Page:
Even a cursory review of recent statistics reveals that the number of Americans injured in slip and fall accidents is steadily rising. Accidents in the workplace and those affecting older citizens are particularly common, and take a significant role in total medical spending and lost work days.
In this article, we’ve gathered the most illustrative fall-related statistics, and paired them with civil lawsuit numbers from around the country.
Slip & Fall Statistics: Accidents & Lawsuits
Fall accidents account for more emergency room visits than any other injury, at more than 8 million every year. 12% of those accidents are slip and falls.
In total, slip and fall accidents result in 15% of all accidental deaths, the leading cause of unintentional fatality behind motor vehicle accidents.
Falls In The Workplace
Slip and fall accidents are the leading cause of lost work days, and account for the majority of workers compensation claims in America.
The Occupational Safety and Health Administration estimates that 25,000 slip and fall accidents occur in workplaces every day, and costs resulting from these falls amount to well over $60 billion every year.
Increased Dangers For Older Americans
Falls are particularly dangerous for the elderly, persons over the age of 65. One out of three American seniors will be injured in a slip and fall each year.
According to the Centers for Disease Control & Prevention, around 22,900 elderly Americans were fatally injured after falling in 2011 alone.
Of those non-fatally injured, upwards of 30% sustained “moderate to severe injuries,” including deep cuts, hip fractures, and traumatic brain injury (TBI). Falls are the leading cause of TBI in the US. 46% of all seniors who died after falls suffered from the debilitating cognitive disorder. By combining medical and non-medical costs, the Brain Injury Association of Missouri estimated that treating TBI costs the average patient approximately $151,000 in the first year alone.
Falls directly result in 95% of all hip fractures sustained by elderly Americans. Women are twice as likely to suffer a fracture than men. In 2014, a study published in Clinical Orthopaedics and Related Research estimated the long-term cost of effectively treating a hip fracture to be $81,300.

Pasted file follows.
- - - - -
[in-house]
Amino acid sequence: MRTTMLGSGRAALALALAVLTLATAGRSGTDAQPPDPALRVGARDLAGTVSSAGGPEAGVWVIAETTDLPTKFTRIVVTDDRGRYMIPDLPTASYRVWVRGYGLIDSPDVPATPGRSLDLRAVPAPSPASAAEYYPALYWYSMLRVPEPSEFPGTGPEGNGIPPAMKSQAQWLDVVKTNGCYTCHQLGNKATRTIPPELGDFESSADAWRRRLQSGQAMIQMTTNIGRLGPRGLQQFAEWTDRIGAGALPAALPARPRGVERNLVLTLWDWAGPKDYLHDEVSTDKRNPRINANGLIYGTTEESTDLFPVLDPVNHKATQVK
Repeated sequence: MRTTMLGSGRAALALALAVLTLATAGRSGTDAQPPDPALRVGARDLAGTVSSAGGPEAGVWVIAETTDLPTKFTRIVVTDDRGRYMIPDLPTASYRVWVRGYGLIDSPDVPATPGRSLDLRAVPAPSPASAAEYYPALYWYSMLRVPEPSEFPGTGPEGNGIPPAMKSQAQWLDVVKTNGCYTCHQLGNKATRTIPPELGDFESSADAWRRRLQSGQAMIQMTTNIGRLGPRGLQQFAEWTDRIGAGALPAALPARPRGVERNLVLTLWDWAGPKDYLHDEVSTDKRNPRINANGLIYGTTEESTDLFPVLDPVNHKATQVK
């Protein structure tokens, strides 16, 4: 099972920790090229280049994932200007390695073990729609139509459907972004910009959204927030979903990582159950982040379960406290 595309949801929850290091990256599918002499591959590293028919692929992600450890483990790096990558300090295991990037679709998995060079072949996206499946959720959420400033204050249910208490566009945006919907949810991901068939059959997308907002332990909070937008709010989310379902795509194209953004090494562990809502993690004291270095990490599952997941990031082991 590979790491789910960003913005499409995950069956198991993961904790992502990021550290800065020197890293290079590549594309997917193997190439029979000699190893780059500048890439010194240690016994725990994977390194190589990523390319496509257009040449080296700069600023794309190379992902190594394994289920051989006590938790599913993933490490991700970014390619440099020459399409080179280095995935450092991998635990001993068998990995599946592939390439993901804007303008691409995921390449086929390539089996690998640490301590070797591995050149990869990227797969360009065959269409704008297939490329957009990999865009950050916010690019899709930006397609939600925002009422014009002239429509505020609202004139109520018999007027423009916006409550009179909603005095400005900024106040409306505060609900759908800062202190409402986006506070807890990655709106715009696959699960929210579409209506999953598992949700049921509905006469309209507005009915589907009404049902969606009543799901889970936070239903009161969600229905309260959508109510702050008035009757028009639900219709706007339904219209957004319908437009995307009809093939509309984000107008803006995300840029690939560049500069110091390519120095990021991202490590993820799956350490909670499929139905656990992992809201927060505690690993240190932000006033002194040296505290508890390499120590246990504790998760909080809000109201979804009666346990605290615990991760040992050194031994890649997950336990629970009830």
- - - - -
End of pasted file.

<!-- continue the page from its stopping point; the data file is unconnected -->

As we’ve seen, slip and fall accidents are incredibly common. And despite their popular portrayal as the butt of numerous jokes, they can result in severe injuries, costly medical expenses, and lost work.
Civil Lawsuit Statistics
Many Americans turn to personal injury lawyers after learning that the costs they face are far more than an insurance company will provide. In this section, we’ll present a picture of just how many Americans sue others for damages, and how many are successful.
The Association of Trial Lawyers of America reports that federal courts alone see an annual average of 512,000 tort cases, lawsuits that involve concepts of negligence. Based on total accident reports, we can estimate that only 2% of injured Americans file lawsuits.
Only 2% of civil tort trials go to trial. 98% end in an early settlement.
Out of those cases that are heard in court, 48% are won by plaintiffs, the injured parties. Of those who win, 84% secure monetary compensation. These numbers have decreased since 2001, when plaintiffs won around 58% of all civil trials.
According to the National Center for State Courts, 63% of all civil tort trials are heard before a jury. Jury trials are decided in favor of plaintiffs 46% of the time. In those heard solely by a judge (“bench trials”), 54% of all plaintiffs are victorious.
In 2001, 17.1% of all civil trials involved “premises liability,” the legal theory governing most slip and fall claims. You can learn more about the doctrine of premises liability here.
The average civil trial lasts 3.7 days, but the median length of a premises liability case from filing to verdict is around 20 months.
The median compensation awarded to a fall victim in 2001 was $61,953, which would equal $83,059 in 2014.